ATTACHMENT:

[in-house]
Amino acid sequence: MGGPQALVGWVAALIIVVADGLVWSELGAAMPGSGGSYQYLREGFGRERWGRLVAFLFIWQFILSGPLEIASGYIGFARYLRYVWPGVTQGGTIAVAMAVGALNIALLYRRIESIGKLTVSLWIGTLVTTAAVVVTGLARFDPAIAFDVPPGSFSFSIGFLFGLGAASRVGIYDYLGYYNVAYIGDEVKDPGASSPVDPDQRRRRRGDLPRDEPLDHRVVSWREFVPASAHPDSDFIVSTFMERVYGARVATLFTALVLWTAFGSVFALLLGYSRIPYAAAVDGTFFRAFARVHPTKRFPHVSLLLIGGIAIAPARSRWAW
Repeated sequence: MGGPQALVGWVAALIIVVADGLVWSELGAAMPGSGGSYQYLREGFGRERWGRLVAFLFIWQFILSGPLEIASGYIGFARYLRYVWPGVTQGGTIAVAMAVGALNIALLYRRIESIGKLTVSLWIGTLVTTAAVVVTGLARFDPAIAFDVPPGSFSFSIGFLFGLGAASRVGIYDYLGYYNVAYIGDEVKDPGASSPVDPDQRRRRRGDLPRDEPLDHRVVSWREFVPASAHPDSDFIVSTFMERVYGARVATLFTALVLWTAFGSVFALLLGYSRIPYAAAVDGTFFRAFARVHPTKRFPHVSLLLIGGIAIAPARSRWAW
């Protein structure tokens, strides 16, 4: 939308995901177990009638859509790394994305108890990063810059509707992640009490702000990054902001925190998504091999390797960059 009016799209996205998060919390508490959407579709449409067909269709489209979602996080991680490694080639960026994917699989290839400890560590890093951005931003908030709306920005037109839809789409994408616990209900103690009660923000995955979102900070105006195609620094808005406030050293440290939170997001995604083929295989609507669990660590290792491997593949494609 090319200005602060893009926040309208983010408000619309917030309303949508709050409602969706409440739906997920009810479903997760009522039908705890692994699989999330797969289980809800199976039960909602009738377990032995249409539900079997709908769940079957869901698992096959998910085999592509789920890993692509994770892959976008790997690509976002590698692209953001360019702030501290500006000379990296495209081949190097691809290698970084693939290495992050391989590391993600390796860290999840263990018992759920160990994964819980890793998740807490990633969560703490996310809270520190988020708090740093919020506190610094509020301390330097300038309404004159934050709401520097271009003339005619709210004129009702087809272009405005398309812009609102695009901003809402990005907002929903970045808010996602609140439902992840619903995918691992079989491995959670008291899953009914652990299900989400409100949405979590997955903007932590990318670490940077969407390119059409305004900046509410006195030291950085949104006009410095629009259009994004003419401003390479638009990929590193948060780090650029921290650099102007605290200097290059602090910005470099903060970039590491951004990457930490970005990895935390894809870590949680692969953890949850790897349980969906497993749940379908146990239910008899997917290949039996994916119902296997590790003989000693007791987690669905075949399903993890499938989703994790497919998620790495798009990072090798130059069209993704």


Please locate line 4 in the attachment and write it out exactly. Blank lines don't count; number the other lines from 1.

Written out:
């Protein structure tokens, strides 16, 4: 939308995901177990009638859509790394994305108890990063810059509707992640009490702000990054902001925190998504091999390797960059 009016799209996205998060919390508490959407579709449409067909269709489209979602996080991680490694080639960026994917699989290839400890560590890093951005931003908030709306920005037109839809789409994408616990209900103690009660923000995955979102900070105006195609620094808005406030050293440290939170997001995604083929295989609507669990660590290792491997593949494609 090319200005602060893009926040309208983010408000619309917030309303949508709050409602969706409440739906997920009810479903997760009522039908705890692994699989999330797969289980809800199976039960909602009738377990032995249409539900079997709908769940079957869901698992096959998910085999592509789920890993692509994770892959976008790997690509976002590698692209953001360019702030501290500006000379990296495209081949190097691809290698970084693939290495992050391989590391993600390796860290999840263990018992759920160990994964819980890793998740807490990633969560703490996310809270520190988020708090740093919020506190610094509020301390330097300038309404004159934050709401520097271009003339005619709210004129009702087809272009405005398309812009609102695009901003809402990005907002929903970045808010996602609140439902992840619903995918691992079989491995959670008291899953009914652990299900989400409100949405979590997955903007932590990318670490940077969407390119059409305004900046509410006195030291950085949104006009410095629009259009994004003419401003390479638009990929590193948060780090650029921290650099102007605290200097290059602090910005470099903060970039590491951004990457930490970005990895935390894809870590949680692969953890949850790897349980969906497993749940379908146990239910008899997917290949039996994916119902296997590790003989000693007791987690669905075949399903993890499938989703994790497919998620790495798009990072090798130059069209993704």